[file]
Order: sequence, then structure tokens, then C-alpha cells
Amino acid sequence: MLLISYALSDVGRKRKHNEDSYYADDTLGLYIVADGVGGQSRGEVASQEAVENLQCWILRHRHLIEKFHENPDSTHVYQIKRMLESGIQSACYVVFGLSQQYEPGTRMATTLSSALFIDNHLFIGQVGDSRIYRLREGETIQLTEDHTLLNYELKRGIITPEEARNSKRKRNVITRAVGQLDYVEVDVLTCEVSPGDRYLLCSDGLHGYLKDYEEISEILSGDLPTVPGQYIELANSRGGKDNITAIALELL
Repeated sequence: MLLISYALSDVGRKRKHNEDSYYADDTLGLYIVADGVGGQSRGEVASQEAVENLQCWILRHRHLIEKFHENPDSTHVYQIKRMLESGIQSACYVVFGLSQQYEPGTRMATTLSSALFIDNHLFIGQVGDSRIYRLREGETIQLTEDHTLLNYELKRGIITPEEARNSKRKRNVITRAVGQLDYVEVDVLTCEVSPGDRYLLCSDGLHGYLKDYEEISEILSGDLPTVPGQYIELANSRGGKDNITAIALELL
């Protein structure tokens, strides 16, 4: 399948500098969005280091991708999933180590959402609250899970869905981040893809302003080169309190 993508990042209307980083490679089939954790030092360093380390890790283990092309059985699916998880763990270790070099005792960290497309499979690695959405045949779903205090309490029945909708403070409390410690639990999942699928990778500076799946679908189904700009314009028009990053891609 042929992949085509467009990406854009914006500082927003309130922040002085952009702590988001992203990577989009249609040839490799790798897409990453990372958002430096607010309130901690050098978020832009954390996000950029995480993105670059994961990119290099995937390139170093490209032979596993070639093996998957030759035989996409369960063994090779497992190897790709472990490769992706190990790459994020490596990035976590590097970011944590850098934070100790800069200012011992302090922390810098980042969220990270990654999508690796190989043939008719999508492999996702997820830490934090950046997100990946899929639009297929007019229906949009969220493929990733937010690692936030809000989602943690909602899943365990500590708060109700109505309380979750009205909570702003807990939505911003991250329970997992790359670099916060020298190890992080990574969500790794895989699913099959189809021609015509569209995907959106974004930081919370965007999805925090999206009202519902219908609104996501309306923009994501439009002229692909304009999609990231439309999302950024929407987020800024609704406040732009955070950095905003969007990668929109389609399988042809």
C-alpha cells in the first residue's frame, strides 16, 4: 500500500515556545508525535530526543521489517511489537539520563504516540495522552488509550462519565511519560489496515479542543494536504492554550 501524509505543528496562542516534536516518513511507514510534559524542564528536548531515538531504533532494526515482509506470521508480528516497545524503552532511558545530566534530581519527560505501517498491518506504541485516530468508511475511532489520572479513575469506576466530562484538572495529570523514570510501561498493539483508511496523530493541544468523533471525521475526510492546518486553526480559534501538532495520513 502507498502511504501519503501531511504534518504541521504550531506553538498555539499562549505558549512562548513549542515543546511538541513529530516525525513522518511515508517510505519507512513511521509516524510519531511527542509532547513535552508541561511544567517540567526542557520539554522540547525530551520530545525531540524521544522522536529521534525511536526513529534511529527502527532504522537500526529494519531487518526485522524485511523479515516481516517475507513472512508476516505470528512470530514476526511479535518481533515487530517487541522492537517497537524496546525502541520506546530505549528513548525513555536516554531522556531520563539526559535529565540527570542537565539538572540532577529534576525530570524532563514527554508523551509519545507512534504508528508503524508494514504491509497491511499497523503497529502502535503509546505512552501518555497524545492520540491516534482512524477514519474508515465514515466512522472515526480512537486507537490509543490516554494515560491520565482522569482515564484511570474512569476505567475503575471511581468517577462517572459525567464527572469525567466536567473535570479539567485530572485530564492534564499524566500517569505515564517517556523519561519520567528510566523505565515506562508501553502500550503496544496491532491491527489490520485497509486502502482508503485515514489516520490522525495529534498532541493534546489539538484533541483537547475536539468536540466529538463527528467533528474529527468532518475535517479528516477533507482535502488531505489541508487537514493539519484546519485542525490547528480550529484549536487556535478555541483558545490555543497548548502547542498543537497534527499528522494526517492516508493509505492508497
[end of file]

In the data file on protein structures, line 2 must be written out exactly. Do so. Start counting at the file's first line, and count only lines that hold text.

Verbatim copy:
Amino acid sequence: MLLISYALSDVGRKRKHNEDSYYADDTLGLYIVADGVGGQSRGEVASQEAVENLQCWILRHRHLIEKFHENPDSTHVYQIKRMLESGIQSACYVVFGLSQQYEPGTRMATTLSSALFIDNHLFIGQVGDSRIYRLREGETIQLTEDHTLLNYELKRGIITPEEARNSKRKRNVITRAVGQLDYVEVDVLTCEVSPGDRYLLCSDGLHGYLKDYEEISEILSGDLPTVPGQYIELANSRGGKDNITAIALELL